WINDHOEK, 03 DEC – The Ministry of Gender Equality and Child Welfare opened a three-day workshop on ending violence against children here on Monday.
A speech read on behalf of World Health Organisation (WHO) Country Representative Charles Sagoe-Moses highlighted that for the first time ever, violence prevention targets are included in the Sustainable Development Agenda.
WHO has been promoting an evidence-based and science-driven approach to violence prevention, said the country representative.
This initiative can demonstrate how frequently violence occurs, where and who the victims and perpetrators are, and will help to identify the risk factors for violence and develop interventions that address risk factors and prevent violence from happening.
Sagoe-Moses noted that there are identified targets that directly address violence against women, children and homicides.
“This is an important step of the international community in recognising and acknowledging that high levels of violence are a major obstacle to international development,” he said.
He explained that violence against children is a global health burden as it is the third leading cause of deaths for children and adolescents globally.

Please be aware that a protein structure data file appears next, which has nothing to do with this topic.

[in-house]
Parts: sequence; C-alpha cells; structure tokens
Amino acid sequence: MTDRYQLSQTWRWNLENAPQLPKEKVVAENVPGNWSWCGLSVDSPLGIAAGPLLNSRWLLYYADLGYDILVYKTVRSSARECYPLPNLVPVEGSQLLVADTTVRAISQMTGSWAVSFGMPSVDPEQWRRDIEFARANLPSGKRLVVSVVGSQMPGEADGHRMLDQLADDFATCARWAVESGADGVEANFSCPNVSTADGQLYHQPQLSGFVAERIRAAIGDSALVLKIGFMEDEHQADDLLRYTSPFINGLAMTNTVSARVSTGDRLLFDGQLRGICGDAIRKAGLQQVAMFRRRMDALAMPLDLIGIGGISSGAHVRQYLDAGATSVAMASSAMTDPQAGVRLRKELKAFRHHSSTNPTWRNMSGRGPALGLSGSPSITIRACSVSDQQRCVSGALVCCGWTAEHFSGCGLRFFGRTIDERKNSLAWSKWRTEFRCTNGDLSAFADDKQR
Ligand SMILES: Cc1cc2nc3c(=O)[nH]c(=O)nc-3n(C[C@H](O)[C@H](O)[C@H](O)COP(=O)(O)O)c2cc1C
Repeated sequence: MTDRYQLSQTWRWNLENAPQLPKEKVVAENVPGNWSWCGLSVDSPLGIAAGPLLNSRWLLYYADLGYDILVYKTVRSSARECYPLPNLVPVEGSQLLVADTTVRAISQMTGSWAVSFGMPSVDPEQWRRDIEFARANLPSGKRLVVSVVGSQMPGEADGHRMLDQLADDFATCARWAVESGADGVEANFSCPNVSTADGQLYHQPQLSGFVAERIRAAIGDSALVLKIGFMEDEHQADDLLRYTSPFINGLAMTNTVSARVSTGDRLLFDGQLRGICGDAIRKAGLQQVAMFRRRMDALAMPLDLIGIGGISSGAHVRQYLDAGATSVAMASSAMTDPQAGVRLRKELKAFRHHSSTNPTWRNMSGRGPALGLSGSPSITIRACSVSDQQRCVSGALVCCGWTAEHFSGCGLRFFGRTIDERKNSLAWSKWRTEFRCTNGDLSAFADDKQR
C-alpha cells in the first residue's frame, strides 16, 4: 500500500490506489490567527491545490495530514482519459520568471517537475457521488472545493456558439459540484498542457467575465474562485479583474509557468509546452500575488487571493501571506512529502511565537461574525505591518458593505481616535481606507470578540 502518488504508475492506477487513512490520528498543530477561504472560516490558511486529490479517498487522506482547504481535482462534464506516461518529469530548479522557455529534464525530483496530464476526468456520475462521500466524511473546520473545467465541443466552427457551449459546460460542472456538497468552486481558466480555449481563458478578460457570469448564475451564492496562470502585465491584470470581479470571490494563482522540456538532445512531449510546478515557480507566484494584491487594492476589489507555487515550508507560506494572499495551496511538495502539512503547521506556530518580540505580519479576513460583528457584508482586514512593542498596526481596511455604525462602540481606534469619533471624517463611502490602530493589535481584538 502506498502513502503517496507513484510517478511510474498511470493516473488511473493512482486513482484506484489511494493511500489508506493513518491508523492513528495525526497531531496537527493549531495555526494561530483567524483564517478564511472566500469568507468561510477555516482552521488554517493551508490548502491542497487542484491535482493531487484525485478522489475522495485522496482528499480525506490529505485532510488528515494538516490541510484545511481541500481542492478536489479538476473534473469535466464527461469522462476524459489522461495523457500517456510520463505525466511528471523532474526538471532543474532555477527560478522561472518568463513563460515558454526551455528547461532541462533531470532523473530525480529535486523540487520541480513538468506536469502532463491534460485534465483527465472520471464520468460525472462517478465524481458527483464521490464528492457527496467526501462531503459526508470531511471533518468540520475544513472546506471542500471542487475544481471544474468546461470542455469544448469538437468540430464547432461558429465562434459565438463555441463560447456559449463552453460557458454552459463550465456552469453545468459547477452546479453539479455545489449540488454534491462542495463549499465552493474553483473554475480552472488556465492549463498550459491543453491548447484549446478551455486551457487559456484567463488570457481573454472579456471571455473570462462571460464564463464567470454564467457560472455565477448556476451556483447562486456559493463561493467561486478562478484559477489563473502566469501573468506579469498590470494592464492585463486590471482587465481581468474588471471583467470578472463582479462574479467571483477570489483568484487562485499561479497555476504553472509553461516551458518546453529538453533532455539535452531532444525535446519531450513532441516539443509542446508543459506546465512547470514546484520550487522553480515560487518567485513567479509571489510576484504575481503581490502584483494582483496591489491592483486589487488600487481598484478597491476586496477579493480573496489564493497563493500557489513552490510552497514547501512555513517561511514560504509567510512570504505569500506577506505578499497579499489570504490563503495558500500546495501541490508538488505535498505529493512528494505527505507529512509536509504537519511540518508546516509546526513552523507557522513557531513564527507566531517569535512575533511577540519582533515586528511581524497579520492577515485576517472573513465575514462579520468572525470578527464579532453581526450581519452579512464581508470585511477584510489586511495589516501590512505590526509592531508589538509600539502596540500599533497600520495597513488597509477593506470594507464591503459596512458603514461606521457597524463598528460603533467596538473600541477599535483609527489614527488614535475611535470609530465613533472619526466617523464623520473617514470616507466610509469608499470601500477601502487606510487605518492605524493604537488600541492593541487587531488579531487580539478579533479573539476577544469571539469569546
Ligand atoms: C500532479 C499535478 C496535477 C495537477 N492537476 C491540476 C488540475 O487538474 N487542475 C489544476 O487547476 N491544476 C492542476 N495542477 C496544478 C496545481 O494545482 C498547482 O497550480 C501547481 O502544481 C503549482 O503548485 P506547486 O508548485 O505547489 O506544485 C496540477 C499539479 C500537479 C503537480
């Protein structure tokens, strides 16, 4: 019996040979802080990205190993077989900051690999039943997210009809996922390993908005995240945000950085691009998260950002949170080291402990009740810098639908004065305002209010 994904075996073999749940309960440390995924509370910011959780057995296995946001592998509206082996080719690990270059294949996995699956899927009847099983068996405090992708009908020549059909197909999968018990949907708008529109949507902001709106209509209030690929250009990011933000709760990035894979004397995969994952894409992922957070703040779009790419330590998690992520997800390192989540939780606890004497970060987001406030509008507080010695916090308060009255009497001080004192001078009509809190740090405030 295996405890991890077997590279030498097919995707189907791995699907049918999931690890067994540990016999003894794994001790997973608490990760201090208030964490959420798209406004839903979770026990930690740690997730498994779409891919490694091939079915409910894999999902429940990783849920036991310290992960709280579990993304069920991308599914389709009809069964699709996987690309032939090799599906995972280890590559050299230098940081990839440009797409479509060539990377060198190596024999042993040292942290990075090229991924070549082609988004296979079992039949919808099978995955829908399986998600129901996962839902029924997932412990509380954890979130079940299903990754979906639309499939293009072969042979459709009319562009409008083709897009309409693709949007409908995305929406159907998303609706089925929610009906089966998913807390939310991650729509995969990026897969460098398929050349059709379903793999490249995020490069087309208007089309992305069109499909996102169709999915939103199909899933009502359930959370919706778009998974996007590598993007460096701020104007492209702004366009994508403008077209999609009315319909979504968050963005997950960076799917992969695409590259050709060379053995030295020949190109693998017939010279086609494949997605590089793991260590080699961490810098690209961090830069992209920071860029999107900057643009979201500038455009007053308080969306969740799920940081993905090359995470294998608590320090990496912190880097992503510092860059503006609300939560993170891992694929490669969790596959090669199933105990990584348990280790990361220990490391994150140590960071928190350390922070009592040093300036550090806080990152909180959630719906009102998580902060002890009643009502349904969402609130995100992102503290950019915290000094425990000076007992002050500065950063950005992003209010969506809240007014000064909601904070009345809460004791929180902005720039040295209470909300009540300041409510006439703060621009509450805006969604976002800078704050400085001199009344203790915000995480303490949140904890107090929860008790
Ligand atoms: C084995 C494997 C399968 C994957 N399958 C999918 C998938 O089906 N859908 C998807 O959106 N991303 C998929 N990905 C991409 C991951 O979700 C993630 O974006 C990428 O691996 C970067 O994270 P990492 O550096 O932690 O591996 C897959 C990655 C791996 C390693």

This kind of exposure can increase the risk of smoking, alcohol, drug abuse and mental health problems amongst others, he cautioned.
“It is strongly associated with negative education outcomes and less chances that a young individual can achieve their full potential,” Sagoe-Moses further explained.
The evidence for what works to prevent violence has developed rapidly over the past decade, he stated, adding that there is much better knowledge of what works and what does not work to prevent violence.
Sagoe-Moses commended Namibia for its interest in becoming a pathfinder country in implementing strategies and commitment in addressing violence against children. – NAMPA